The U.S. Department of Homeland Security (DHS) is moving ahead today with several
advancements in the construction of pedestrian and virtual fencing along the southwest
border. These advancements will add to more than 284 miles of fencing already
in place and is said to enable construction of roughly 670 miles of fencing by
the end of December 2008.
In the words of Homeland Security Secretary Michael Chertoff, "The American
public has been loud and clear in their call for secure borders," he also
added, "We will continue to use every tool, resource and authority we have
to answer that call. Without the participation of border residents and the technology
to span remote areas, we place an unfair burden on our frontline personnel and
will have difficulty meeting the expectations of the American public."
In recent times, the U.S. Customs and Border Protection (CBP) has made preliminary
determinations about where pedestrian fencing should be built and, working with
the U.S. Army Corps of Engineers (USACE), contacted the landowners in the area,
often in person. While many landowners allowed entry to conduct engineering tests
and surveys to determine if the land is suitable for fence building, others did
not respond or refused entry. Today, CBP will mail letters to those landowners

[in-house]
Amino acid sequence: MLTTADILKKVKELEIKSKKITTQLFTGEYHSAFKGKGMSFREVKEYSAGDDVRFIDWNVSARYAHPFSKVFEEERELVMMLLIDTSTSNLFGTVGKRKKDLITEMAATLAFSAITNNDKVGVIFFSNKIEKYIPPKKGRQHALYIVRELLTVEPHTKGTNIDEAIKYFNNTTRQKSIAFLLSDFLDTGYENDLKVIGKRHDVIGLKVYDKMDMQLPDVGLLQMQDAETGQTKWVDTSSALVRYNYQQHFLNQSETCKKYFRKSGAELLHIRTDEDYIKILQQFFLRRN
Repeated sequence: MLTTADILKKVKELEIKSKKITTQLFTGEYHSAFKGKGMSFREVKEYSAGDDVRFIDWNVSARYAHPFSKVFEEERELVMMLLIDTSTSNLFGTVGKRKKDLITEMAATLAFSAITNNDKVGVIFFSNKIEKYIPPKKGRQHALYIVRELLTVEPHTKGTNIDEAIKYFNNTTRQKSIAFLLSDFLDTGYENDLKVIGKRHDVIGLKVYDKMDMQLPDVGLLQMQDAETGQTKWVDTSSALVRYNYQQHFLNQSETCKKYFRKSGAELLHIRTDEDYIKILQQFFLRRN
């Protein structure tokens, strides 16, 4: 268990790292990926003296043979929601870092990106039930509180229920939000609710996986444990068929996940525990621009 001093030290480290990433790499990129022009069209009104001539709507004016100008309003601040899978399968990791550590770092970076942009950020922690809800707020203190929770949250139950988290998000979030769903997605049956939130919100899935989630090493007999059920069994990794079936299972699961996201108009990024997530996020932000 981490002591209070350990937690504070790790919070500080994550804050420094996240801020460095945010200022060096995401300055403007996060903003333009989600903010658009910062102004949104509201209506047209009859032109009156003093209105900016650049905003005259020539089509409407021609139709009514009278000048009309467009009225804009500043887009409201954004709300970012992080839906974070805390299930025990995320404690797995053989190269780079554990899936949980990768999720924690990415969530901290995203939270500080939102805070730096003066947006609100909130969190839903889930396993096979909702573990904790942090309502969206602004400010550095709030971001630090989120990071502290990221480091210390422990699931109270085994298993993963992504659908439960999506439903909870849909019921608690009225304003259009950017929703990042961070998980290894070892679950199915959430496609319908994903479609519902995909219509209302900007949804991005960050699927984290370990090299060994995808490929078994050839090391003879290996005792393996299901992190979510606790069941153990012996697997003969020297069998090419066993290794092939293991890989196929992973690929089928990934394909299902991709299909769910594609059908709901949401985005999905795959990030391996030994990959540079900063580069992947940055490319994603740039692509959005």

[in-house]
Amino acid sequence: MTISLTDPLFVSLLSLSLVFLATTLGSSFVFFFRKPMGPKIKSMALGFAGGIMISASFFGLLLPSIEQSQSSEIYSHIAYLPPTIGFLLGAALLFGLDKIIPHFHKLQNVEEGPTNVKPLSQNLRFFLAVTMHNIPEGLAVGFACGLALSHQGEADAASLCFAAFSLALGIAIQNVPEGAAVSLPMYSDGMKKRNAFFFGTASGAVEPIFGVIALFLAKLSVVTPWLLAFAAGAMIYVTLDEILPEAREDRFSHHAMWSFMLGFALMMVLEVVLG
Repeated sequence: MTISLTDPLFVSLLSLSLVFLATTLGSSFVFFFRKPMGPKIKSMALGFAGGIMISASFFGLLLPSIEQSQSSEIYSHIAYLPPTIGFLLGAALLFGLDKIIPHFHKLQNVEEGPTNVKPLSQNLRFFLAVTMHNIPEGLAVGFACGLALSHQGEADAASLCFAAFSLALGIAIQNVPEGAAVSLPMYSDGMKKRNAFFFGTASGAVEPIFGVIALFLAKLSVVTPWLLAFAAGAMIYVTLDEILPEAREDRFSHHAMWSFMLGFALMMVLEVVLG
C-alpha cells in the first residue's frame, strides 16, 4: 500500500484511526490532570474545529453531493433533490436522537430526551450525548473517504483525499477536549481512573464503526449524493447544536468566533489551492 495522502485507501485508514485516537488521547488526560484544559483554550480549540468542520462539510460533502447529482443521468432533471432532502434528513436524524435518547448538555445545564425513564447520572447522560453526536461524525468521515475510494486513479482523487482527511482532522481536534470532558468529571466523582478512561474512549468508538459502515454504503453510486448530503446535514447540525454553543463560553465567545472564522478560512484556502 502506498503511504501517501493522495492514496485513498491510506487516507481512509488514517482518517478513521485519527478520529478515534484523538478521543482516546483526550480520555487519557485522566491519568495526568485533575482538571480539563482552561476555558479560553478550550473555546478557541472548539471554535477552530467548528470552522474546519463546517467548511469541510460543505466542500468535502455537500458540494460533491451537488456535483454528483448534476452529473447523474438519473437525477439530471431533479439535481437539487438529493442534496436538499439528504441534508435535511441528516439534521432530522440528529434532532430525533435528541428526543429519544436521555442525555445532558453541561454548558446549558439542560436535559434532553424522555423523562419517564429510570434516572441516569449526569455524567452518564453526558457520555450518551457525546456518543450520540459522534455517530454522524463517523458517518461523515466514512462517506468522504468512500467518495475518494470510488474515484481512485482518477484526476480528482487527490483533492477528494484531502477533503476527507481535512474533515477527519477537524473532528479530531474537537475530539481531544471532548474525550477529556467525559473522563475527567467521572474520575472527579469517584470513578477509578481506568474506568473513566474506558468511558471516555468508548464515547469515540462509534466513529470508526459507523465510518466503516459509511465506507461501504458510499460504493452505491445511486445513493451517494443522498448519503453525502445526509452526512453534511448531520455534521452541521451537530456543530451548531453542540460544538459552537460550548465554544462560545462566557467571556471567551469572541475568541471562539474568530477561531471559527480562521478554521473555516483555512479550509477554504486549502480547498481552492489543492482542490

notifying them that an action will be brought in federal court for a temporary
right of entry to conduct tests and surveys. If CBP and USACE determine that the
land is suitable for fence-building, they will negotiate with the landowner on
a purchase price. If these negotiations are unsuccessful, the government will
return to court to seek title and possession and the court will determine the
appropriate price. So far, the federal government has contacted roughly 600 landowners
and held more than 18 community town hall meetings to discuss this process with
residents, local officials and other interested parties.
Also today, CBP will take conditional possession of the prototype Project 28 (P28)
system to conduct operational testing following the recent completion of systems
verification testing by Boeing. Located near Sasabe, Ariz., P28 is a prototype
development of nine towers equipped with radar and communications systems and
automated ground sensors linked to a command and control center and monitors in
Border Patrol vehicles. For the next 45 days, the Border Patrol will stress the
system in an operational setting before fully accepting it from the contractor.
P28 testing will contribute to the future design and deployment of technologies
at the border.
CBP is also awarding a $64 million task order to the Boeing Company to design,
develop and test an upgraded Common Operating Picture software system for Border
Patrol command centers and agent vehicles. This will provide the department with
an enhanced capability in its effort to secure the border.